Michigan head coach Jim Harbaugh celebrates a touchdown against Rutgers during the first half at Michigan Stadium in Ann Arbor on Saturday, Sept. 25, 2021.

No. 9 Michigan, Nebraska meet in search of more redemption

Michigan coach Jim Harbaugh and Nebraska coach Scott Frost will walk tall into their Big Ten Conference matchup Saturday.

After recent months of ridicule, doubts and even calls from irate fans that both should be fired, there is reason for hope with both programs.

Both Harbaugh and Frost were expected to elevate their respective alma maters to heights seen during glory days, but despite still not meeting those expectations, No. 9 Michigan and Nebraska are trending in the right direction entering the game at Lincoln, Neb.

Unranked to start the season and with lower-than-usual expectations, Michigan (5-0, 2-0 in Big Ten) is coming off its most impressive performance of the year.

The Wolverines went on the road and dominated Wisconsin last week, leaving with a 38-17 win and feelings they could finally make the conference championship game at the end of the season for the first time in program history.

“This group is different,” Harbaugh said. “They don’t flinch.”

Through its first four games, Michigan used a dominant rushing attack to earn victories, but the win over Wisconsin showed the Wolverines can have success through the air as well.

After throwing just 53 total passes in the first four games, Michigan quarterback Cade McNamara went 17 of 28 for 197 yards and two touchdowns against the Badgers.

“We really believe in our quarterbacks,” Harbaugh said. “We believe in our receivers and tight ends. We believe we can throw the ball well and we believe we can run it well. We can do both.”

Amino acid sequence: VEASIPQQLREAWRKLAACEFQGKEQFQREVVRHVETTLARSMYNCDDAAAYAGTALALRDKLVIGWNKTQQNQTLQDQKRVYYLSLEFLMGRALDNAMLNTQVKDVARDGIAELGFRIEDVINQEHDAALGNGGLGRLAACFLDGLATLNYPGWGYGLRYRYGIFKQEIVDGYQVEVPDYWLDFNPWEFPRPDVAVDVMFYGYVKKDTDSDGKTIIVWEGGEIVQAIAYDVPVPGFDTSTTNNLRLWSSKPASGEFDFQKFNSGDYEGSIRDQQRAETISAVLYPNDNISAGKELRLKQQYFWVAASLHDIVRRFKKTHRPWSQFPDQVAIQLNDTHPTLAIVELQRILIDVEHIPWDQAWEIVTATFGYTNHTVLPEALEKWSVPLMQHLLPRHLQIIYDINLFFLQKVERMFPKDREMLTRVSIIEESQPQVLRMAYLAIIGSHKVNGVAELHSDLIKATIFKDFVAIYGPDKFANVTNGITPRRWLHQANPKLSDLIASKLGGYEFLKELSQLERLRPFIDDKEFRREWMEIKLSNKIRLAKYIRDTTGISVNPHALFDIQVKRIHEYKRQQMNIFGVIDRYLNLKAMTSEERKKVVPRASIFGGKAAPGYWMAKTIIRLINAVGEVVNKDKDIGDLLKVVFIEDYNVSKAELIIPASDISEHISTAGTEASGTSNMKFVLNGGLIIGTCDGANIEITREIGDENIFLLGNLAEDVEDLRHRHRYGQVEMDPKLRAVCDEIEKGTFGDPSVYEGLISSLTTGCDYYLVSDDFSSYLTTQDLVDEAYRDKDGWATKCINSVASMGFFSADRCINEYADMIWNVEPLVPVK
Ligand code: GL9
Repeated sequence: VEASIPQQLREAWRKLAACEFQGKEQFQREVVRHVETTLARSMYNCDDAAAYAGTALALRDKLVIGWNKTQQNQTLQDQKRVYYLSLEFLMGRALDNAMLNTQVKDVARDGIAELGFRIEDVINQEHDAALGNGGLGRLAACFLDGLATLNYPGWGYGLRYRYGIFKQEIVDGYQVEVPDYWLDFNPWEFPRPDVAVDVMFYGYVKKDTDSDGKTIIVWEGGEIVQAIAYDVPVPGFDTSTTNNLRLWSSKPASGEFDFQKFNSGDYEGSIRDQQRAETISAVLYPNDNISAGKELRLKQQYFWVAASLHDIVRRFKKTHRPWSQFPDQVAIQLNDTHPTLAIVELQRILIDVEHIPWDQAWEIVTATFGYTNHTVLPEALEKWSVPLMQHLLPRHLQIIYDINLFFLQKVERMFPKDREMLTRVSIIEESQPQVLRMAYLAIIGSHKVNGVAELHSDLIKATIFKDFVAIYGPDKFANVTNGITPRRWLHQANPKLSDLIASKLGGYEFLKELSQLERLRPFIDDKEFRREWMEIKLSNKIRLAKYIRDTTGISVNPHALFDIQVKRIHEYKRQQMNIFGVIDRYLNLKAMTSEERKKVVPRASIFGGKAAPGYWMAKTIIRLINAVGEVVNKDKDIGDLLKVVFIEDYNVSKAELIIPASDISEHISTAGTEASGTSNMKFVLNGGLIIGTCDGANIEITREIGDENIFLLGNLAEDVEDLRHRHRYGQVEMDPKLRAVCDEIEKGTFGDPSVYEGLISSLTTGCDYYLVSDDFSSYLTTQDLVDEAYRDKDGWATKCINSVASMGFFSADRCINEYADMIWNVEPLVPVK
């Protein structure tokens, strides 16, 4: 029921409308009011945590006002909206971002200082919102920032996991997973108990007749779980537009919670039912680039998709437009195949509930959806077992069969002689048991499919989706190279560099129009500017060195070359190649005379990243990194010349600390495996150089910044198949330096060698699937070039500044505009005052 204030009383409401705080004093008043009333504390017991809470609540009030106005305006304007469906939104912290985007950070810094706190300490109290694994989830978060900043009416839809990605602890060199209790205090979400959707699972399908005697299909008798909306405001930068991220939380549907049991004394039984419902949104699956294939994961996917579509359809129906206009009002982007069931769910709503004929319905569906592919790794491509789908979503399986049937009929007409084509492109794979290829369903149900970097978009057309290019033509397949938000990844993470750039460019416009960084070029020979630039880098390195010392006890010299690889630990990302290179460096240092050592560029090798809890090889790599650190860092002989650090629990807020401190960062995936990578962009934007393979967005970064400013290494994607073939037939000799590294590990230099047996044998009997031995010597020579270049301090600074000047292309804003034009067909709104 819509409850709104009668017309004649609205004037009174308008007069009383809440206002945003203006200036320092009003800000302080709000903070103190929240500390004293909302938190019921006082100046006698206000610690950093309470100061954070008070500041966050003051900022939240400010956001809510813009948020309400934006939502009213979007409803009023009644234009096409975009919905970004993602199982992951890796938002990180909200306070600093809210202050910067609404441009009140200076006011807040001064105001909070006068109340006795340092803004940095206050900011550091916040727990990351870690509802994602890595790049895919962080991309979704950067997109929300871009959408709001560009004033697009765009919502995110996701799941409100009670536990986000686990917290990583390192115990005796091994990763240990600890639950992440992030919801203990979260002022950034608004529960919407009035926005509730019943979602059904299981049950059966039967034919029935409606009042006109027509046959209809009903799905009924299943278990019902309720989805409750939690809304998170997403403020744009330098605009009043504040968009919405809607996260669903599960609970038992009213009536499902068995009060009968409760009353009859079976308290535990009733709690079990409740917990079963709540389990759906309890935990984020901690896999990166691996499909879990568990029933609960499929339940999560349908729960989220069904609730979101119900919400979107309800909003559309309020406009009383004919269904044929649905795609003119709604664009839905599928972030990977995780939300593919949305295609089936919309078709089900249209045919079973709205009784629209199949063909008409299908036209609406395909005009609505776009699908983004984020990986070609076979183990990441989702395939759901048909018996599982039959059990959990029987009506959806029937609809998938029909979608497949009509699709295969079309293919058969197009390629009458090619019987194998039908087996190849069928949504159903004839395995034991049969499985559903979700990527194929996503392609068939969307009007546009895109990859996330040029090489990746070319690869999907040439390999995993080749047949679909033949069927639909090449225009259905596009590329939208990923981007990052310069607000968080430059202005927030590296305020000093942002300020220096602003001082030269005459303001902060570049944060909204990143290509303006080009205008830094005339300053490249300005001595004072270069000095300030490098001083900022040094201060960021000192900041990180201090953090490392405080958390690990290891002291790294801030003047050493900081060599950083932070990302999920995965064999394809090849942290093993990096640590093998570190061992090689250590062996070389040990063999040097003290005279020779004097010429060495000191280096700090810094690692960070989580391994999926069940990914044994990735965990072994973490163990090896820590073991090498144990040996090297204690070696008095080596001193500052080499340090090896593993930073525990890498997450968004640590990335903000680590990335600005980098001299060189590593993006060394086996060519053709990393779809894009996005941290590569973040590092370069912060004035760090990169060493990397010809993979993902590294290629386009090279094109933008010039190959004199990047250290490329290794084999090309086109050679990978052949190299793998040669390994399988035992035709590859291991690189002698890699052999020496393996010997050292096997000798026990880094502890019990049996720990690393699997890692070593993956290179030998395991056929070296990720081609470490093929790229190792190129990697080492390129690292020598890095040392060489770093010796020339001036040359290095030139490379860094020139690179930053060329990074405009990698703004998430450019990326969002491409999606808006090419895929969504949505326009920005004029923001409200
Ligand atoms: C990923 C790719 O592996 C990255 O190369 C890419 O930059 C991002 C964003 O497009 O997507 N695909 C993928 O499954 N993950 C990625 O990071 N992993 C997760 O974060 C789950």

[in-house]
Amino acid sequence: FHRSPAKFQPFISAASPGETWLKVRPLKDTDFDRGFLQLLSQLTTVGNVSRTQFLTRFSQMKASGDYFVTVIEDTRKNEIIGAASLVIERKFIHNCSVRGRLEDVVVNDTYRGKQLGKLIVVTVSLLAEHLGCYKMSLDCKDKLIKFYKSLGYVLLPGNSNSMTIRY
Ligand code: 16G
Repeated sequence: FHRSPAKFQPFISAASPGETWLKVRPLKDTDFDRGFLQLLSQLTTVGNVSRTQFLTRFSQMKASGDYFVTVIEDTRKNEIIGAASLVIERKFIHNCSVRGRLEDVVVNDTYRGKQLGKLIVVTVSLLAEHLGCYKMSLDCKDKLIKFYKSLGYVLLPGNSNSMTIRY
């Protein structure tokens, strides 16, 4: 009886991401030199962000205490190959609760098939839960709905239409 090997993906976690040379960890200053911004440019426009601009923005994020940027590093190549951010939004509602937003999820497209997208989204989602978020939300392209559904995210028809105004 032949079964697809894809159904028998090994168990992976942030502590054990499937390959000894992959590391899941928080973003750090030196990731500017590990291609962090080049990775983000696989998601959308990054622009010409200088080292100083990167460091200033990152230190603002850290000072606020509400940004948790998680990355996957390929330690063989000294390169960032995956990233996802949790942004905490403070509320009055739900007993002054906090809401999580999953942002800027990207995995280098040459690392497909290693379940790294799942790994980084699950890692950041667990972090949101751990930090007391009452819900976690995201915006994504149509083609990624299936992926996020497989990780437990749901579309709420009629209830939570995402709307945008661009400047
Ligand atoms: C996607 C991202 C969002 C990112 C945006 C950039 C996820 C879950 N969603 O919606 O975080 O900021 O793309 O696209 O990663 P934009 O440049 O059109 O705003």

Having similar balance will be essential against Nebraska, which has seemed to find itself on both sides of the ball after a slow start.

In their past three games, the Cornhuskers (3-3, 1-2) played unbeaten Oklahoma tough on the road before losing by a touchdown, outplayed unbeaten Michigan State on the road before mistakes on special teams led to a 23-20 overtime loss, and then destroyed Northwestern at home 56-7.

“We’re a lot better team than we have been,” Frost said. “We have a lot of work to do still. (Northwestern) was one game. This is a world of exaggeration and hyperbole. This was one game. But this is what I know this group can do.

“We have talented guys in a lot of places. It’s a good first step, but we still have a lot of work to do. We can still get better.”

Saturday’s game will feature the top two rushing offenses in the Big Ten.

Michigan enters No. 1 in the conference at 255.0 rushing yards a game, while Nebraska is right behind at 237.5 yards, but they’ve had success in different ways.

Michigan has ridden the tandem of Blake Corum (521 yards, seven touchdowns) Hassan Haskins (373 yards, six TDs), while Nebraska relies on dual-threat quarterback Adrian Martinez, who has rushed for 412 yards and nine TDs, whole also completing 66.7 percent of his passes for 1,463 yards and six TDs.

The last meeting between the teams came in 2018, when Michigan walloped visiting Nebraska 56-10.

–Field Level Media

Oct 2, 2021; Madison, Wisconsin, USA;  Michigan Wolverines wide receiver Roman Wilson (14) is tackled after catching a pass during the first quarter against the Wisconsin Badgers at Camp Randall Stadium. Mandatory Credit: Jeff Hanisch-USA TODAY Sports

No. 14 Michigan finds winning touch at Wisconsin

Cade McNamara passed for two touchdowns and No. 14 Michigan capitalized on turnovers for a 38-17 victory over host Wisconsin on Saturday in the Wolverines first victory at Madison since 2001.

The Wolverines (5-0, 2-0 Big Ten), playing on the road for the first time, pulled away from a 13-10 halftime lead. Michigan turned two fumble recoveries and an interception into 14 points.

Wisconsin (1-3, 0-2), which also lost to No. 4 Penn State and No. 9 Notre Dame, opened 1-3 for the first time since former coach Barry Alvarez’s first season in 1990, when the Badgers finished 1-10.